Luis Barboo is amusing as Morpho, Frankenstein’s brute and hulky assistant, who almost seems to be chewing the scenery, with some real cartoony facial expressions. Morpho drives Frankenstein around in a new looking car, contradicting the Victorian feel of the film up until this point, especially considering that Seward travels by horse and carriage. There’s also a jukebox visible at the pub. Plus, the people attending the stupendous burlesque show scene, with Estela (Josyane Gibert) who scintillates with a playfully sexy song and dance performance, seem to come from a different era too. I consider this one of the film’s charms, whether Jess intended for it or just didn’t think it mattered.

Frankenstein’s monster in this (Fernando Bilbao, who also played the Frankenstein monster in Erotic Rites of Frankenstein) moves and looks like a generic Frankenstein monster (not bad for the budget) but acts more like Morpho from The Awful Dr. Orlof, since the monster kidnaps beautiful female dancers, Estela in this case, for Frankenstein to operate on for Dracula’s revival, in what I feel is part of a tiresome trope of sex-workers always being murdered. 


Howard Vernon’s Dracula in this is unusual but works. He’s quite lethargic, which is deliberate, since he is Frankenstein’s prisoner, but the threat is still there, like an evil, unblinking, static corpse that’s dangerous if you get too close. Vernon is imposing and freaky without having to hardly move or speak a word (although it seems a little funny, in a cool way, at one point when he's sitting in the back of Frankenstein’s car looking like a still Halloween prop). After he sucks someone’s blood in one scene he looks like he’s wearing a lush shade of red lipstick, and it looks fabulous!


Livening up Dracula’s castle/Frankenstein’s lab a bit is the stunning and statuesque Britt Nichols as a lurking vampire who likes to come out and play sometimes (like Liebert, Nichols is more of a main character in the next film Daughter of Dracula). I’m assuming she’s Dracula’s bride, since her coffin is close to his. The times she emerges from her coffin are definitely memorable highlights. I like the way Nichols’ vampire is overlooked for a time by most at the castle. Since her beau, Dracula, is under Frankenstein’s control, she slips by unnoticed, lurking around and even getting the drop on Morpho.


Rounding out the monster mashup, el hombre lobo (sadly not played by Paul Naschy- he’s instead played by a stuntman known as Brandy, who is still cool) makes an entrance real late in the game, summoned by the gypsies to fuck shit up at the evil castle, or more specifically to aid Dr. Seward in the final bloody battle. The werewolf is cool and all, and he’s foreshadowed a bit earlier in the film, but he’s tossed in the mix without much backstory; I would’ve liked to have known his human side before he turns. It is probably one of the only werewolves I can think of who’s human side isn’t explored.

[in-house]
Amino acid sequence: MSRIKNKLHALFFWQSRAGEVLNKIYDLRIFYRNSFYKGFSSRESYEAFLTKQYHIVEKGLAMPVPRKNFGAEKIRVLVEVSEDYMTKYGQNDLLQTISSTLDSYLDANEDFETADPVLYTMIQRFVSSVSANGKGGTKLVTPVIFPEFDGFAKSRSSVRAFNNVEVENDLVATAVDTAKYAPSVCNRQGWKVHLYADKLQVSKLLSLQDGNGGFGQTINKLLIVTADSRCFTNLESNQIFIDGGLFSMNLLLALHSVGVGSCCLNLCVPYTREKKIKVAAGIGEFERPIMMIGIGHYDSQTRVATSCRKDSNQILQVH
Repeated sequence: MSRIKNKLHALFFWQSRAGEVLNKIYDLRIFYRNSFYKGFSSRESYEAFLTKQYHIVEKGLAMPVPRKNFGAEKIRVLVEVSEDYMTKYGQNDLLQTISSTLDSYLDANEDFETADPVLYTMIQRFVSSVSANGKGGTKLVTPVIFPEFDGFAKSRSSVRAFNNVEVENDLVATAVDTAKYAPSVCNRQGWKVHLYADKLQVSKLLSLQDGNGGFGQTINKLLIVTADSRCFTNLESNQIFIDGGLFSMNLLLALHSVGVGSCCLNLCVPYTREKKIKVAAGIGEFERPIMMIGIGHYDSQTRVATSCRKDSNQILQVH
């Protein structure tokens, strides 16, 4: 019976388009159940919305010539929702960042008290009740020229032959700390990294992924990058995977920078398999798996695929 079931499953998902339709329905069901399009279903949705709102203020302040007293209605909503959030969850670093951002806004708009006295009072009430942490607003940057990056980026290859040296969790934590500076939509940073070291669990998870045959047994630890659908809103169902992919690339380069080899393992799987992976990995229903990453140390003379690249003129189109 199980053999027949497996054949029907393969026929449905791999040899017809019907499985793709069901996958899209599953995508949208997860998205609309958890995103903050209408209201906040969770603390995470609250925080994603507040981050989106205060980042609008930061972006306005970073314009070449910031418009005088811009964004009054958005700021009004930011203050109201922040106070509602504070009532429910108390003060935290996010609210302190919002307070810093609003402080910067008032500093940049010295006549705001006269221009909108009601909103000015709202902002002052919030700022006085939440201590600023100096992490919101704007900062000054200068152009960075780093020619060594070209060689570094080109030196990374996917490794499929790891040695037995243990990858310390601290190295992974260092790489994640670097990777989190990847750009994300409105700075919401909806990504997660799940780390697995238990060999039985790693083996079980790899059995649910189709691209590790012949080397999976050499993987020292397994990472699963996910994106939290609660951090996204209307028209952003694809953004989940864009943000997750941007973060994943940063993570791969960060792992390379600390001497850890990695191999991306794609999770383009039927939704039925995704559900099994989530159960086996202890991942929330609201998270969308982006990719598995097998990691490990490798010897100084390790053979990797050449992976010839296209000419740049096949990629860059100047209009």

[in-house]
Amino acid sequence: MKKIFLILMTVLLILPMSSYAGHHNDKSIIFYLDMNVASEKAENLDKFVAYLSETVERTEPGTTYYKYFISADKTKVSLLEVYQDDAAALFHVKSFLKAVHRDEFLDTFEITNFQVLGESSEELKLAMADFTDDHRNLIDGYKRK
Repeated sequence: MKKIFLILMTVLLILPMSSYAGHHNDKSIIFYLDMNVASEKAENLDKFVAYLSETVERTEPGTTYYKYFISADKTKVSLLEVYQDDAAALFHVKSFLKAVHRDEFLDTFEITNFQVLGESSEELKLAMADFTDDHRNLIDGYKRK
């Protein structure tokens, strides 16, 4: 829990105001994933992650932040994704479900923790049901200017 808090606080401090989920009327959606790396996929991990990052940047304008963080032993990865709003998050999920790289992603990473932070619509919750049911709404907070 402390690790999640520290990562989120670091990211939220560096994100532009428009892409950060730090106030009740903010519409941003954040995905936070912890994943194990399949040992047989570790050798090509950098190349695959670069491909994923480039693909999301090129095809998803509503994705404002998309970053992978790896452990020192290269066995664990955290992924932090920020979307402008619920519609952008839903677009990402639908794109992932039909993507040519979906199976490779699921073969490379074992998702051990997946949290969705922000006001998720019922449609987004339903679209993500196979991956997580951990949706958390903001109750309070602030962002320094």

Dracula, Prisoner of Frankenstein is a movie I usually crave around Halloween. It’s special to me, but at the same time I can see how others might view it as nothing special. Franco is heavy on the zooming (although I feel I’m immune to the zoom shot at this point for some reason). For a while, I didn’t catch on at just how minimal the dialogue is, with most of the story told through sequences, sound, and images, so if you’re not in the mood for something real talky that you have to pay attention to, this may be something you can really relax to. It is fun the few times the monsters go at it, but the story is a little flimsy and may fail to hold the interest of anyone who isn’t feeling the gothic Franco vibes. 

© At the Mansion of Madness


Tuesday, March 6, 2018

School of Fear / Il gioko (1989)

‘80s Italian horror TV movies aren’t always the most memorable and have a tendency to be a little underwhelming in comparison to the classic gialli and Eurohorror films from the ‘60s and ‘70s golden era. By the late ‘80s, we were at, or were even beyond, the tail end of the horror boom, with many Italian directors making movies more for television. Lamberto Bava directed a lot of TV movies throughout his career. His ‘80s horror TV movies paid a lot of homage to the classic gialli and horror films that sculpted the genre like The Bird with the Crystal Plumage (1970), Inferno (1980), House by the Cemetery (1981), his father’s Black Sunday (1960), and even his own Demons (1985). A lot of times his TV films could be a little mediocre and almost feel like near-pointless rehashes, like Demons 3: The Ogre (1988), but Lamberto Bava also had a tendency to catch you by surprise with TV movies like Demons 5: The Devil’s Veil (1989), the hilarious and ‘80s satirical Dinner with a Vampire (1989), and the (previously) hard-to-find School of Fear.